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Going off to College with Psoriasis

In September 2005, I was a freshman at Alabama State University. I was so unsure of myself. The majority of college freshmen seem to be worried about future careers, making new friends, and grades. Me? I was worried about one thing - my psoriasis.

It consumed my thoughts, my fears, and my expectations. Regardless, I was determined to have the best college experience possible.

"Hello, I have psoriasis"

I grew up as an only child with a family who understood my psoriasis and all that came with it. This includes scratching, bleeding, and flaking.

Now as a college student I would have to introduce this to someone new, a person who may have never come in contact with the disease. I was a nervous wreck to say the very least.

All the college students arrived on campus the third week of August. I met my roommate, someone I didn't know. A young woman from Wisconsin who appeared happy-go-lucky. I didn't know how or when I was going to tell her about my disease.

I was embarrassed and nervous about what she would think. At that time I was very uncomfortable explaining my condition, but I knew it was something that had to be done.

Here's how it went down

So the moment had come. My hands were sweating, and butterflies began to move around in my stomach. I sat down and told her I had something to tell her. I said,

"So, I have psoriasis. Do you know what this is?"
"No, never heard of it."
"It's basically a disease of the immune system where my body produces extra skin cells I don't need. It's not contagious though..."

I remember it kind of being awkward. I could tell she didn't really understand. I didn't want to explain any further so I left it at that, which in hindsight I regret.

I wish I told her the whole story

While I told her the premise of the disease, I didn't give her the full story. I didn't tell her that sometimes at night I scratch excessively and because my skin is so dry, you can hear it.

I failed to mention that because of my skin flaking the room could become really dusty. I didn't tell her that there might be blood stains on my sheets from scratching too hard.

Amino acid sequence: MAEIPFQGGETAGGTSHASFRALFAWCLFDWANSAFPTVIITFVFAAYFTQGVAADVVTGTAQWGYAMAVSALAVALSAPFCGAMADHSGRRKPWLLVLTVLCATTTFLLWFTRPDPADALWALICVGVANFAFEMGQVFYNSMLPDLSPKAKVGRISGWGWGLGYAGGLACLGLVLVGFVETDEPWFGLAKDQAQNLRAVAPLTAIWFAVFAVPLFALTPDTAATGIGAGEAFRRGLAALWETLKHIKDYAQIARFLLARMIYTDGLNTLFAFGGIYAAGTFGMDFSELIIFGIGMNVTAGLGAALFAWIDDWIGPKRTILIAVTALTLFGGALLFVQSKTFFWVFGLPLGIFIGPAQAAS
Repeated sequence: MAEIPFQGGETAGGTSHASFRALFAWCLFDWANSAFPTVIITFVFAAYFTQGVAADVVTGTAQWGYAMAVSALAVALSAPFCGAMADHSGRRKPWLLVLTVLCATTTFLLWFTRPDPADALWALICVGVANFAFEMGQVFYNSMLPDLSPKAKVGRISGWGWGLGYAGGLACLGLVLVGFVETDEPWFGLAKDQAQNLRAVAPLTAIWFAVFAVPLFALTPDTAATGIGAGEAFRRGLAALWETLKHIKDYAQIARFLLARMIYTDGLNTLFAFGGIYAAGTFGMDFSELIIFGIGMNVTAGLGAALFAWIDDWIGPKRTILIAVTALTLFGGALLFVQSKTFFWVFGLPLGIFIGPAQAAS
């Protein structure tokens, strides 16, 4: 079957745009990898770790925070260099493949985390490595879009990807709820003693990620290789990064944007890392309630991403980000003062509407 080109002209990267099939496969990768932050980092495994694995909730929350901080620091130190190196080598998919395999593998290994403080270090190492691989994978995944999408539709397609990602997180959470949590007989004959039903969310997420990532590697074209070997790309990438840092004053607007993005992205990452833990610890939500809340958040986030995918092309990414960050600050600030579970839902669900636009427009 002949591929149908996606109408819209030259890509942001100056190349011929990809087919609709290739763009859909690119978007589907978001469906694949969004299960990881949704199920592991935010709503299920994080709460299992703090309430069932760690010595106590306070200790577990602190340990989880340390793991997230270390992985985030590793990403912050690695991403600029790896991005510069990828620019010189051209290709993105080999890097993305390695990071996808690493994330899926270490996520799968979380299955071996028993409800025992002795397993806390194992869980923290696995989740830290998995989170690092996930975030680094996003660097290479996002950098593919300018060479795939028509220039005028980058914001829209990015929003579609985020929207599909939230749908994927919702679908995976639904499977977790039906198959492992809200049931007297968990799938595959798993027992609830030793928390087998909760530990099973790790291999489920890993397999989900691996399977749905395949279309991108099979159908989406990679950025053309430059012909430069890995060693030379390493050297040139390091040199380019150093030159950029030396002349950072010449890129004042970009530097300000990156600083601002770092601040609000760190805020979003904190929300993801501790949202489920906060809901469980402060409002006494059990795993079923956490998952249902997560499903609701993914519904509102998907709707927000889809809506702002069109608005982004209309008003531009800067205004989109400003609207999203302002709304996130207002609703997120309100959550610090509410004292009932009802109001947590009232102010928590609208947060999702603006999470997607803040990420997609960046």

Even as I write these words it's really embarrassing to admit those issues, but that is just a small glimpse of the reality of this disease, the part that some people are too ashamed to talk about.

Spreading plaques and spreading rumours

Well, it didn't take long for my roommate and me to find out that we couldn't stand each other. I'm not exactly sure where it went wrong or what caused it, but we couldn't find a way to simply get along. Living with strangers when you're fighting insecurity and a new sense of independence is really difficult.

What followed next between her and I will never forget. She began telling people on campus she believed my condition was contagious, including the dorm supervisor. Luckily, I had already spoken to them. They were already aware of psoriasis and knew exactly what it was.

Shortly after, my roommate and I moved apart and I was able to room with a close friend I had met that semester.

Getting the conversation started...

At that time I had such low self-esteem, and was very unsure of myself, and didn't know how to properly defend myself in a non-conflicting way.

If you are trying to figure out how to tell a roommate or a new friend about your condition, here are some tips I hope can help. I know that they would have helped me.

Have a conversation before you move in together.

Some college campuses will give you information about your roommates, such as email or telephone numbers. If this option is available to you, take this time to chat and get acquainted before the move in. This would be a great time to explain your disease.

This also gives them time to do research on their own if they feel it is necessary. This would be a good time to inform their parents too so everyone is on the same page.

Have the conversation in person, but be prepared.

Before you have the conversation with your roommate, know exactly what you want them to know about your disease so that you don't miss anything important to you. Tell them what it is, how it makes you feel, and how it may affect them.

If necessary provide them with pamphlets or print-offs from the National Psoriasis Foundation that contains information you may miss or maybe too nervous to explain.

Write a letter

If verbally explaining your disease is a no-go, try writing a letter outlining everything stated above.

Inform residential assistants and dorm administrators.

It's good to have everyone on the same page. I was extremely relieved that I had had a conversation with the supervisor in the dorm about my disease, therefore she was able to address my roommate's misinformation immediately.

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This article represents the opinions, thoughts, and experiences of the author; none of this content has been paid for by any advertiser. The team does not recommend or endorse any products or treatments discussed herein. Learn more about how we maintain editorial integrity here.

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